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Heart Failure  

Heart failure (HF) has an incidence of 1% at age 50 and roughly doubles for each decade of life thereafter. The 5-year mortality rate is 62% in men.

Pathophysiology of heart failure

HF is defined as insufficient cardiac function to supply the metabolic demands of the body. Systolic dysfunction produces ventricular dilation with poor contractile function.

Impaired ventricular filling, or diastolic dysfunction, is common, especially in elderly hypertensive patients, and may be seen in 30% of patients who have clinical evidence of HF. It is characterized by ventricular hypertrophy, with preserved cardiac contractility. Impaired diastolic filling leads to a reduction in stroke volume.

Clinical manifestations and evaluation

Symptoms of heart failure include weakness, fatigue, lethargy, light-headedness, mental confusion, and ultimately "cardiac cachexia"--generalized exhaustion with loss of muscle mass.

New York Heart Association Criteria for Heart Failure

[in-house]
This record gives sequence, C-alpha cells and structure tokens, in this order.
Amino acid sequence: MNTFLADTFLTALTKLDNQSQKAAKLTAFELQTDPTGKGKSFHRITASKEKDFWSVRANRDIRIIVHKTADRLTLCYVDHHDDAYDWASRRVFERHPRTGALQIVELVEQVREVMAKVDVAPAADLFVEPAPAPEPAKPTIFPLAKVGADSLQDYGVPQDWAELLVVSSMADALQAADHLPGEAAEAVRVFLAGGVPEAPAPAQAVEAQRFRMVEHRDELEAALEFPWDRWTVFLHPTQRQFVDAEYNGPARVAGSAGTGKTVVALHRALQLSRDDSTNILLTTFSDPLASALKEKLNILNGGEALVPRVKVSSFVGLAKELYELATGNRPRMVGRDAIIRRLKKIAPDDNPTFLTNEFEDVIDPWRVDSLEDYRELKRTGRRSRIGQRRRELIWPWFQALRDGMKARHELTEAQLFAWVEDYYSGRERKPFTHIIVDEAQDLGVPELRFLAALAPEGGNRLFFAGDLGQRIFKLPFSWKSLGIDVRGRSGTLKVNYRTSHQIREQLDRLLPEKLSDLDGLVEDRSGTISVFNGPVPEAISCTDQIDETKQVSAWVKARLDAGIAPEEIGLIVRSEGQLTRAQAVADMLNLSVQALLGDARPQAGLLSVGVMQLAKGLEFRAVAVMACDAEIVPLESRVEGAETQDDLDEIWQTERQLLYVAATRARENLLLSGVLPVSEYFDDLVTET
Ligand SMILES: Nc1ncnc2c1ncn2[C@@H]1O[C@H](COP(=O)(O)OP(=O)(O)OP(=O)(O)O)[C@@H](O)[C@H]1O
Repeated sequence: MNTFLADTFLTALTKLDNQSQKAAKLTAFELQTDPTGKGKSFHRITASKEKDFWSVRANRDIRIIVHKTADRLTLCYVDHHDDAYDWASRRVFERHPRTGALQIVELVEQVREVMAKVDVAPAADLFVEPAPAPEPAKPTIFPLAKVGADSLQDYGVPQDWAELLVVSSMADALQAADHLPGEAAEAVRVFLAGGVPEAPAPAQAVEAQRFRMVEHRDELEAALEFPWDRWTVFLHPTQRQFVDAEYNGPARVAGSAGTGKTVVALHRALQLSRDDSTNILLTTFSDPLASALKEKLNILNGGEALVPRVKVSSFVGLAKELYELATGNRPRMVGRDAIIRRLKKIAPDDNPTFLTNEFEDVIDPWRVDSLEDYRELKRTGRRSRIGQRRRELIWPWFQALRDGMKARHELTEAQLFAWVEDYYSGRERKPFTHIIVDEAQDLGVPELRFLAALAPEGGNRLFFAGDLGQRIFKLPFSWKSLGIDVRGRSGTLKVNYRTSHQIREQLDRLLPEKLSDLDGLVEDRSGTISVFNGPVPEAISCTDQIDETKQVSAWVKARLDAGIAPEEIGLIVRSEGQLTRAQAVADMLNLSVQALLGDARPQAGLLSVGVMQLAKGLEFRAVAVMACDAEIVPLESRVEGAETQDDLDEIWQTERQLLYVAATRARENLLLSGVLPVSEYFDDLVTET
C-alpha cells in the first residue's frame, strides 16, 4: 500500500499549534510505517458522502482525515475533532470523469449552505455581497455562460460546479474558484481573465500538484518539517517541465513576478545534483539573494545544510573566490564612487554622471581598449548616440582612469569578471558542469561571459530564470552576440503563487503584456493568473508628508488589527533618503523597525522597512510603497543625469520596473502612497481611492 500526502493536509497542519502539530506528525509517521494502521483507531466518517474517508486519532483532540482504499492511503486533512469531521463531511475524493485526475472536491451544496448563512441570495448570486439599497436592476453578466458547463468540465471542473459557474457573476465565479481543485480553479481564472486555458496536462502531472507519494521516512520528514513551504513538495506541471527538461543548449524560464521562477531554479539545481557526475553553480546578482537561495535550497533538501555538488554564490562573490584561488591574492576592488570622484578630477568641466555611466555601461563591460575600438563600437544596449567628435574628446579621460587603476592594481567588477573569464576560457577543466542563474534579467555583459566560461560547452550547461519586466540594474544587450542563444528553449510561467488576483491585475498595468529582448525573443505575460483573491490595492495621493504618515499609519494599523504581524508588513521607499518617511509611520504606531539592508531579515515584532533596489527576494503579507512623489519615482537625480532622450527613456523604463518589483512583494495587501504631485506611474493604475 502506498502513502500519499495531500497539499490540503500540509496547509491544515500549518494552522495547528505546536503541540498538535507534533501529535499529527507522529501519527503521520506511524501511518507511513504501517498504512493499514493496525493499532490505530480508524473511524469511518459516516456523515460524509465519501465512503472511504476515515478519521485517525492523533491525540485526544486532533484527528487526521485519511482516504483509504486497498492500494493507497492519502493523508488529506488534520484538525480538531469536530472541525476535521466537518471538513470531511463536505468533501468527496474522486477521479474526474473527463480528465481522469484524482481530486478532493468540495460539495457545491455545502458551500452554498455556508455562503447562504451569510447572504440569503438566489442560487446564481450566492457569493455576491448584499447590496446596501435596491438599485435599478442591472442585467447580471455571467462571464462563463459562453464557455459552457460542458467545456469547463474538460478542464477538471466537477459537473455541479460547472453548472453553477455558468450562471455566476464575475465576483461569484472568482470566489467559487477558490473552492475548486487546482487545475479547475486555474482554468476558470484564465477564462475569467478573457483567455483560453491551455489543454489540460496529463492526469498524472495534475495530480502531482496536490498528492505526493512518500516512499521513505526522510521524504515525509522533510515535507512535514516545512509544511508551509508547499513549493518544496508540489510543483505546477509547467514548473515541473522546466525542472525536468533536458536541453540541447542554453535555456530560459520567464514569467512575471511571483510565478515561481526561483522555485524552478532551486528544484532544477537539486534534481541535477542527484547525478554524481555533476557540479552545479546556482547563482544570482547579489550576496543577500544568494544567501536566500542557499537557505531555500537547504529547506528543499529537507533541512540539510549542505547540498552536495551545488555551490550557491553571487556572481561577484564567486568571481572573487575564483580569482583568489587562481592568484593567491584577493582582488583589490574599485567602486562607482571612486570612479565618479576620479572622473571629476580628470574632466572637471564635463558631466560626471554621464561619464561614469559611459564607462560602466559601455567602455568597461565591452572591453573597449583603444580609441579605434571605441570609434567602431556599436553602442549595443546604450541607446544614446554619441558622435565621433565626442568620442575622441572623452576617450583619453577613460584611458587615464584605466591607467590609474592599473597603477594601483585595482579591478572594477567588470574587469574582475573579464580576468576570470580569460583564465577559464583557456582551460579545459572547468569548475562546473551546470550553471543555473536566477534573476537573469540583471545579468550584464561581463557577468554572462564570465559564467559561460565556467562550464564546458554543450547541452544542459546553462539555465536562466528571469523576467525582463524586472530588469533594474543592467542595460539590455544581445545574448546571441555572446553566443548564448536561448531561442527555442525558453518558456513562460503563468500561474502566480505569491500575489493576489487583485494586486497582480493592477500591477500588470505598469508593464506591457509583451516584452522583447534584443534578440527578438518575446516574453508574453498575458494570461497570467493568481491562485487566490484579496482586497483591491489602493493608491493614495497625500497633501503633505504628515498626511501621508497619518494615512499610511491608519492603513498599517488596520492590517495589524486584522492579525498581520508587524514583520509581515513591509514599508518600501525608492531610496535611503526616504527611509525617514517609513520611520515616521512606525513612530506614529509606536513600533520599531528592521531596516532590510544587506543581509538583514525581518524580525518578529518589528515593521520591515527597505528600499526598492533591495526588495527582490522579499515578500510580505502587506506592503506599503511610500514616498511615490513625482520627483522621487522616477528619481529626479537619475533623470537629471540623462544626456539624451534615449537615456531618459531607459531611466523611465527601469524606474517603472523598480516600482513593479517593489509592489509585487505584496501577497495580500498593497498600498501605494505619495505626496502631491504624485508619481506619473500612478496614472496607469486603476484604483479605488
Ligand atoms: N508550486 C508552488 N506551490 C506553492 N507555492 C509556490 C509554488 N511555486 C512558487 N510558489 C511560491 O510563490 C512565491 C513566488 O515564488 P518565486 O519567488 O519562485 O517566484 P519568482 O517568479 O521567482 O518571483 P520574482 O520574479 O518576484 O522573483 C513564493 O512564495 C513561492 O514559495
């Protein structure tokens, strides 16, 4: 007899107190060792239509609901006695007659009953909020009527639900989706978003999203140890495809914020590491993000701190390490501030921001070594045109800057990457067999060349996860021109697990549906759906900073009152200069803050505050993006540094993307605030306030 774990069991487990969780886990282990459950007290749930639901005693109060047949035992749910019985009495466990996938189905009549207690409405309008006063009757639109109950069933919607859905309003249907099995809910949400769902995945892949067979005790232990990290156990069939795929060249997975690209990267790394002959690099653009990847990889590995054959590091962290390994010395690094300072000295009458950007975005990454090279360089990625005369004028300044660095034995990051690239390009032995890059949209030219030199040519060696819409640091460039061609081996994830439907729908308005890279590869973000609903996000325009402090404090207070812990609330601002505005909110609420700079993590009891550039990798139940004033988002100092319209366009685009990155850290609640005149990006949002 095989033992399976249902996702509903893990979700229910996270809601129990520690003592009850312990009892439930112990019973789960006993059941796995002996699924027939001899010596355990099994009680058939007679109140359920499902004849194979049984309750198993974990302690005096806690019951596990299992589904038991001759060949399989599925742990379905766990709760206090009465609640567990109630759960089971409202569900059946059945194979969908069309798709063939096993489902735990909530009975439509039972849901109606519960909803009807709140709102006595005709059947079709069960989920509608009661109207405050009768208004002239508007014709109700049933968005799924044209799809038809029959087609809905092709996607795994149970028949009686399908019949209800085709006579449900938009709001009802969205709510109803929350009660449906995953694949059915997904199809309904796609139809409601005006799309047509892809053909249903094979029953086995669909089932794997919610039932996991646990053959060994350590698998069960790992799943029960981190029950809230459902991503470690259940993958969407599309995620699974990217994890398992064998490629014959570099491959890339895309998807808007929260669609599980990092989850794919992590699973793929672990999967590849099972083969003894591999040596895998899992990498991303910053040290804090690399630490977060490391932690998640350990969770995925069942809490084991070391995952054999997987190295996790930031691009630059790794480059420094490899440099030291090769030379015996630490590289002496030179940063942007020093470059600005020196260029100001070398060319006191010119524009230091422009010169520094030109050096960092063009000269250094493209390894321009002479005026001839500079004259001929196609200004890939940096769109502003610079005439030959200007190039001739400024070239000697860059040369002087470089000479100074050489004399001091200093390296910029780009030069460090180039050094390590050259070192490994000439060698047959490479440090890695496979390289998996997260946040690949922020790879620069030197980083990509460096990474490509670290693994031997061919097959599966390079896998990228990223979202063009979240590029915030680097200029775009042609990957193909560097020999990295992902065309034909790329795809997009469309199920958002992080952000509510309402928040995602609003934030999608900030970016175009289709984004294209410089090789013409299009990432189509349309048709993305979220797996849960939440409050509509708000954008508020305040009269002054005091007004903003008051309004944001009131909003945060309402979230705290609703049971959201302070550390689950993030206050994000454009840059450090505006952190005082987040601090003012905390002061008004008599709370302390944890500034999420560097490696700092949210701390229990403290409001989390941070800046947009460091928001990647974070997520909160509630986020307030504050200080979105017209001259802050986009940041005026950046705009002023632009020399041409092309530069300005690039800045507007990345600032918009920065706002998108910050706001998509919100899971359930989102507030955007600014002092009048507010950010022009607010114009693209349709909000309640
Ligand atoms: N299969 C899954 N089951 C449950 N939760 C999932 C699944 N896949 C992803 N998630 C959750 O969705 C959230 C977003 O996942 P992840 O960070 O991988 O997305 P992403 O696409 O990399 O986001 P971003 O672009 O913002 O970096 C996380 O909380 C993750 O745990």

Class I Asymptomatic

Class II Symptoms with moderate activity

Class III Symptoms with minimal activity

Class IV Symptoms at rest

Common clinical signs of HF include peripheral edema, pulmonary rales, an S3 gallop, sinus tachycardia, increased jugular venous pressure, and abdominojugular reflux. Signs of chronic HF are often found in noncardiac disorders.

Other disorders may mimic HF include volume overload from renal disease, regurgitant valvular disease, aortic stenosis, high output failure (anemia, sepsis, hyperthyroidism), pericardial disease.

Laboratory Workup for Suspected HF

Blood urea nitrogen

Cardiac enzymes (CK-MB, troponin, or both)

Complete blood cell count



Liver function tests


Thyroid-stimulating hormone




Treatment of chronic heart failure

Nonpharmacologic treatments include salt restriction (a diet with 2 g sodium or less), alcohol restriction, water restriction for patients with severe renal impairment or psychogenic polydipsia, and regular aerobic exercise as tolerated.


Diuretics are the most rapidly effective drugs for treating the symptoms of pulmonary congestion.

ACE inhibitors and angiotensin II receptor antagonists

ACE inhibitors reduce preload, afterload, right atrial pressure, pulmonary capillary wedge pressure, arterial blood pressure.


Digoxin, 0.25 mg po daily, increases the force and velocity of myocardial contractions, although this positive inotropic effect is mild. Digoxin has very limited utility in the treatment of acute symptomatic HF.


Long-term use of beta-blockers in patients with end-stage HF may improve LV function and increase survival.

Carvedilol ( Coreg) is the only beta-blocker that is FDA-approved for systolic dysfunction.

Beta-blockers should be reserved for patients who do not respond to more traditional agents.